Hawthorn is used historically as a diuretic, to treat circulatory disorders, respiratory problems and kidney and bladder stones. Today, hawthorn is prescribed widely in Europe as a natural remedy for heart disease ranging from irregular heartbeat and mild high blood pressure, to chest pain, hardening of the arteries, angina and heart failure.
The berries, leaves and flowers of the hawthorn plant have all been used for medicinal purposes. Most modern preparations, however, make use of the leaves and flowers, which are believed to contain more healing flavonoids than the berries.
Hawthorn contains tannins and flavonoids, including oligomeric proanthocyanidins (OPCs), which are free-radical scavenging anti-oxidants that help dilate blood vessels, improve blood flow and protect blood vessels from damage.
According to the University of Maryland Medical Center, there is research to support hawthorn as an effective treatment in cases of mild to moderate heart failure. Some studies show that hawthorn significantly improves heart function, others that it can enhance a person’s ability to exercise following heart failure and enable them to take less medication for their condition. Hawthorn is widely regarded in Europe as a safe and effective treatment for the early stages of heart disease and is endorsed by the German Commission E.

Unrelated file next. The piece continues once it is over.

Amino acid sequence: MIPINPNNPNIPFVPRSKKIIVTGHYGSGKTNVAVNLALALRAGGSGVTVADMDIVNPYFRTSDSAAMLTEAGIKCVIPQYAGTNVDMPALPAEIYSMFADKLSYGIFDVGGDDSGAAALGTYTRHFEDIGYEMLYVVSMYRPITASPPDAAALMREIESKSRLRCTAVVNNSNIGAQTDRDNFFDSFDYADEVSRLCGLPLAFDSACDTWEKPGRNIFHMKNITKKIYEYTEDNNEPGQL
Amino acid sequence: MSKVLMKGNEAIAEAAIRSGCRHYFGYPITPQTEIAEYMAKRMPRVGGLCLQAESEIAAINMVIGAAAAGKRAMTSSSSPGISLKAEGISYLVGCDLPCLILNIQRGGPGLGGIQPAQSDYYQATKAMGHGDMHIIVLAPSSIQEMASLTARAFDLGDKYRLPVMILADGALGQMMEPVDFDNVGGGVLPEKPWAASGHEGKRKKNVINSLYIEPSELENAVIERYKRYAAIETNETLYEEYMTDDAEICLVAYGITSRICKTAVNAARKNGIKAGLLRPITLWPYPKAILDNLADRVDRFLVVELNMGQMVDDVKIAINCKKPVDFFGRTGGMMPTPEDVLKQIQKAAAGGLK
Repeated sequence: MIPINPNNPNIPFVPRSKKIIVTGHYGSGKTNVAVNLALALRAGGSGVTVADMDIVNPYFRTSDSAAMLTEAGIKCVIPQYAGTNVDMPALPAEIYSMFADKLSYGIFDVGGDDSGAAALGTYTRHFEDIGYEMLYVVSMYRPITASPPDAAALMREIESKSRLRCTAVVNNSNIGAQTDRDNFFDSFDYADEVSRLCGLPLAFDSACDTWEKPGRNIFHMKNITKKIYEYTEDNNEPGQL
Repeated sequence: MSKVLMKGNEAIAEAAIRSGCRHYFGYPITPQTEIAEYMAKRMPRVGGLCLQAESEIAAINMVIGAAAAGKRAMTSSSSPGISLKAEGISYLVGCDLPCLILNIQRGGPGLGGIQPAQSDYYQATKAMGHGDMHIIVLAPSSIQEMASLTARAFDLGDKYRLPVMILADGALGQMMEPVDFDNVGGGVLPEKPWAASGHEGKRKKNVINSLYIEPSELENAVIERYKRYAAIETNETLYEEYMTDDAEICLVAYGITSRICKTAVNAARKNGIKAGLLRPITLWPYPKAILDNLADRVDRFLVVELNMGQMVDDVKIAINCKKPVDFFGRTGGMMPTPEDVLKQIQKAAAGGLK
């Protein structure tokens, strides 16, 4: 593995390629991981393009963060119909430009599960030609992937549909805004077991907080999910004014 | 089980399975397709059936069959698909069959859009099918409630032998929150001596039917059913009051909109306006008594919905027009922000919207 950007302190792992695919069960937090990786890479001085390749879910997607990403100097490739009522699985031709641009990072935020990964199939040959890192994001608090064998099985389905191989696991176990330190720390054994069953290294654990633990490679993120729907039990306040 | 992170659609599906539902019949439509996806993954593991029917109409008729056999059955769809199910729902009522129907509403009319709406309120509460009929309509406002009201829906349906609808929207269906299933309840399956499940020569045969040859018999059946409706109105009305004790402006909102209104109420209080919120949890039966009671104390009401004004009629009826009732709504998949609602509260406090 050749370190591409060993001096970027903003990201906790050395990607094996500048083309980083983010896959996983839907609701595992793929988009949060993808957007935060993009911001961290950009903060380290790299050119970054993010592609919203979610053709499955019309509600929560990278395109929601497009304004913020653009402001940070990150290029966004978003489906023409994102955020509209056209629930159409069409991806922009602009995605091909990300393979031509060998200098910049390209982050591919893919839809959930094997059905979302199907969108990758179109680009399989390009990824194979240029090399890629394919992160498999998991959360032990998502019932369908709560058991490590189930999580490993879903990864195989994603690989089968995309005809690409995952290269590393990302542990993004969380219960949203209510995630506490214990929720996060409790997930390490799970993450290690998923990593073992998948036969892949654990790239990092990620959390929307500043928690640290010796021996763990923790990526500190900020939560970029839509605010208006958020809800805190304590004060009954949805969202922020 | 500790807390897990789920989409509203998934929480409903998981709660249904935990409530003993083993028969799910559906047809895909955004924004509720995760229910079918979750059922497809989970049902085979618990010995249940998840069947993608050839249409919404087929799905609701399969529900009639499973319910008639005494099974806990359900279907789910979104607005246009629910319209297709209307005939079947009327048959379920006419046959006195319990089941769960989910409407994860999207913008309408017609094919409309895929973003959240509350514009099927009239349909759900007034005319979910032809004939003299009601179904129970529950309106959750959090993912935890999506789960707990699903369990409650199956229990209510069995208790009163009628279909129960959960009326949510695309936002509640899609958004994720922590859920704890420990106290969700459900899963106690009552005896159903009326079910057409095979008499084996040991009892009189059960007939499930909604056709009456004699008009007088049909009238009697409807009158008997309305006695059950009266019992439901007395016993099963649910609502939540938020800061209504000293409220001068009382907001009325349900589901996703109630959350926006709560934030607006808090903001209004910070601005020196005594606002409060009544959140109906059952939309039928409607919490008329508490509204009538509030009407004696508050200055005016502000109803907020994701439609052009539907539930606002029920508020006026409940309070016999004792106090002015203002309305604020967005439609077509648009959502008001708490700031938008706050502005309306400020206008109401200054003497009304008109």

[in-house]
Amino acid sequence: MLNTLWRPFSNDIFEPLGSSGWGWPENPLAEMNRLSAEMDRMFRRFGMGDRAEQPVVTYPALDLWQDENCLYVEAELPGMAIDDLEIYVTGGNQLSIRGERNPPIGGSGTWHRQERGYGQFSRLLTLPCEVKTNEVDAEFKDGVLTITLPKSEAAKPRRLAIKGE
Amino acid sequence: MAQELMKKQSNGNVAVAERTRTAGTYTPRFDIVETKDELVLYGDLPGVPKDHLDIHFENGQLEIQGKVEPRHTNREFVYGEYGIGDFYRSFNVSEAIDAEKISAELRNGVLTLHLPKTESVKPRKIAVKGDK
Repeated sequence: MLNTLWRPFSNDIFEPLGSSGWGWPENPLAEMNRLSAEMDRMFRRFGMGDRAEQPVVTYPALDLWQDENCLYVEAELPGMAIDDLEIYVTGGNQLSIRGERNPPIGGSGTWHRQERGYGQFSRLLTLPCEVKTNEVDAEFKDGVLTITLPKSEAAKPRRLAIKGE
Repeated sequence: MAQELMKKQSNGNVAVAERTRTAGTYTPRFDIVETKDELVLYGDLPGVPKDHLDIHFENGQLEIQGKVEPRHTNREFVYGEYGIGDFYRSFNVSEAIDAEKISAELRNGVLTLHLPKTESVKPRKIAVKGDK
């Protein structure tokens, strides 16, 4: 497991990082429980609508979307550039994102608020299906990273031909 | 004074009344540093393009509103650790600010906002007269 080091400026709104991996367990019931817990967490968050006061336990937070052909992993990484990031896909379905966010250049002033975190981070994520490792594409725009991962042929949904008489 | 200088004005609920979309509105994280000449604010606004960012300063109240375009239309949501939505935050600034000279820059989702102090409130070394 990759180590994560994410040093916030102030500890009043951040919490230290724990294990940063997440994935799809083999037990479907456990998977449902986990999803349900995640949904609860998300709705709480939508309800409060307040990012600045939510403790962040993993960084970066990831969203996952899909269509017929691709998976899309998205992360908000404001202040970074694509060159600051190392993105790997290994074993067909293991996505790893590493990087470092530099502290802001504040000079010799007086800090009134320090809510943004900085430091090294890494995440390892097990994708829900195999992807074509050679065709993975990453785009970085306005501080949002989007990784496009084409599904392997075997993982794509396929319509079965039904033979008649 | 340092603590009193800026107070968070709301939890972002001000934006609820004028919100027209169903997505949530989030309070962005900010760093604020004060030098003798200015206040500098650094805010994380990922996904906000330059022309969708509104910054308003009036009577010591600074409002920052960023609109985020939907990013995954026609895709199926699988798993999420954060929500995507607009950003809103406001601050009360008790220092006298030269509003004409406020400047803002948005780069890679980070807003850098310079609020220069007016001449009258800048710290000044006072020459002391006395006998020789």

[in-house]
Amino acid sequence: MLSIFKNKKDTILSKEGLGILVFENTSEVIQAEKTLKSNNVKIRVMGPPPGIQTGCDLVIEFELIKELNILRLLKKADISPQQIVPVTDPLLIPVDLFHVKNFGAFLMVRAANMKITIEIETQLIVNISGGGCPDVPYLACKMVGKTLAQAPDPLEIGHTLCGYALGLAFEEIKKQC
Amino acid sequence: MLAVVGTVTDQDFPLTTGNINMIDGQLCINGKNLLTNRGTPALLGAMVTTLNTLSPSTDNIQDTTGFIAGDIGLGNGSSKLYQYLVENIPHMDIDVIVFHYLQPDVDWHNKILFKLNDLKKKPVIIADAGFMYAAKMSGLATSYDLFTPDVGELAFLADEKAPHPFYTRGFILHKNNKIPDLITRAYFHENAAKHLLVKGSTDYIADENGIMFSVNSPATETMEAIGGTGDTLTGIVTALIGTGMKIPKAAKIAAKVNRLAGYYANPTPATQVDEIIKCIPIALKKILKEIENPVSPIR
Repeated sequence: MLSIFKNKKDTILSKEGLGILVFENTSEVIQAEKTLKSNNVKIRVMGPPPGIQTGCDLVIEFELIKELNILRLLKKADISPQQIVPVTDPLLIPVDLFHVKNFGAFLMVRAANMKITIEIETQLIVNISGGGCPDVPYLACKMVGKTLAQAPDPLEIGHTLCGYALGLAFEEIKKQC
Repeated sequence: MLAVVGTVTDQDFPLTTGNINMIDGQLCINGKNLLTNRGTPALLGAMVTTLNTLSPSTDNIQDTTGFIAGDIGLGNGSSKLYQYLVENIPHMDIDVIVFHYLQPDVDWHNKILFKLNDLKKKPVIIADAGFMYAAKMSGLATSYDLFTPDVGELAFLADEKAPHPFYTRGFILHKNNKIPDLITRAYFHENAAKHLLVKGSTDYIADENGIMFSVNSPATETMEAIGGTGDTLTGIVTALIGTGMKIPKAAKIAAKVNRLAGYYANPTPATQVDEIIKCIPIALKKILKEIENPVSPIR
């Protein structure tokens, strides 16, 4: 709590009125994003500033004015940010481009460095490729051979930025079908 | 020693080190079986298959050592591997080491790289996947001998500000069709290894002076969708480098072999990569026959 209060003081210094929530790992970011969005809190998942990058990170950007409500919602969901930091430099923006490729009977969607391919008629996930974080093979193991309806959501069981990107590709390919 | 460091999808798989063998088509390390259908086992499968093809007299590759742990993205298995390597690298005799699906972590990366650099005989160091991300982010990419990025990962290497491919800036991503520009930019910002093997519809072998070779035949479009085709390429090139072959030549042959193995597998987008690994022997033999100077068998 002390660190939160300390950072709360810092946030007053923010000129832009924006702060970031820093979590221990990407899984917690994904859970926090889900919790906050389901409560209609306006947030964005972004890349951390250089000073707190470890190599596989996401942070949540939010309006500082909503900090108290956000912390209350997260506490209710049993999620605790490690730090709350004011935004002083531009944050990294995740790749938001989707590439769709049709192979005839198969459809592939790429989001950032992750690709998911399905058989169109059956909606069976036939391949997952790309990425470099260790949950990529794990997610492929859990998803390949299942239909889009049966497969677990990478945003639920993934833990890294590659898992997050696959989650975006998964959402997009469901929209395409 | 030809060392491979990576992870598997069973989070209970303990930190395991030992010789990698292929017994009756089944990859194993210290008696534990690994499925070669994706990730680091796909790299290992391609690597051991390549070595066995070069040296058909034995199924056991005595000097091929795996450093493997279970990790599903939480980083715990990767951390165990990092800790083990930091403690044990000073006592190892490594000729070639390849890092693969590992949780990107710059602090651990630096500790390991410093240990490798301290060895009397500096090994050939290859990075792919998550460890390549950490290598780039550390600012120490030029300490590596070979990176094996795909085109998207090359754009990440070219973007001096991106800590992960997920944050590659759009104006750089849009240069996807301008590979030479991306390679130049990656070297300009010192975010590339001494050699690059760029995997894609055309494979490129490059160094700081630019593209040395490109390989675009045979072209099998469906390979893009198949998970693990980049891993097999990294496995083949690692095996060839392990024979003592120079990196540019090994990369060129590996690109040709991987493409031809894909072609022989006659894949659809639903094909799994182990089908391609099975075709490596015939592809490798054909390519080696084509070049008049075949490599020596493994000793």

Hawthorn is prescribed to:
- Promote the health of the circulatory system.
- Lower cholesterol.
- Reduce high blood pressure.
- Normalise and gently strengthen the contractions of the cardiac muscle.
- Treat angina.
- Treat congestive heart failure and cardiac arrhythmia.
- Reduce the build-up of plaque in the arteries that leads to atherosclerosis.
- Relax the smooth muscles of the uterus, intestines and other areas where contractions are abnormal and where congestion is building up.
- Reduce abnormal retention of water in the body, such as in premenstrual bloating.
- Aid digestion and the assimilation of nutrients from food.
- Act as a mild sedative.
- Act as a powerful anti-oxidant.
Flora Force Products containing Hawthorn
Domestic & culinary uses
Hawthorn berries are used in many countries to make jams, jellies and cordials. However, in South Africa, hawthorn is seldom used in the kitchen.
Hawthorn is a hardy, thorny shrub that grows in Europe, North Africa, western Asia, India, China and North America and Australia, where it was introduced by early British settlers. It prefers full sunlight in areas with high summer rainfall, but will tolerate most conditions. Hawthorn bears white, red, or pink clusters of blooms, which are followed by small berries, called haws. Plant it in a sunny position in deep, rich fertile soil and keep well watered until established.
- By Knud Ib Christensen (Donated for Wikipedia use by the photographer) [GFDL or CC-BY-SA-3.0], via Wikimedia Commons
- By Rolf Engstrand (Own work) [CC-BY-SA-3.0 or GFDL], via Wikimedia Commons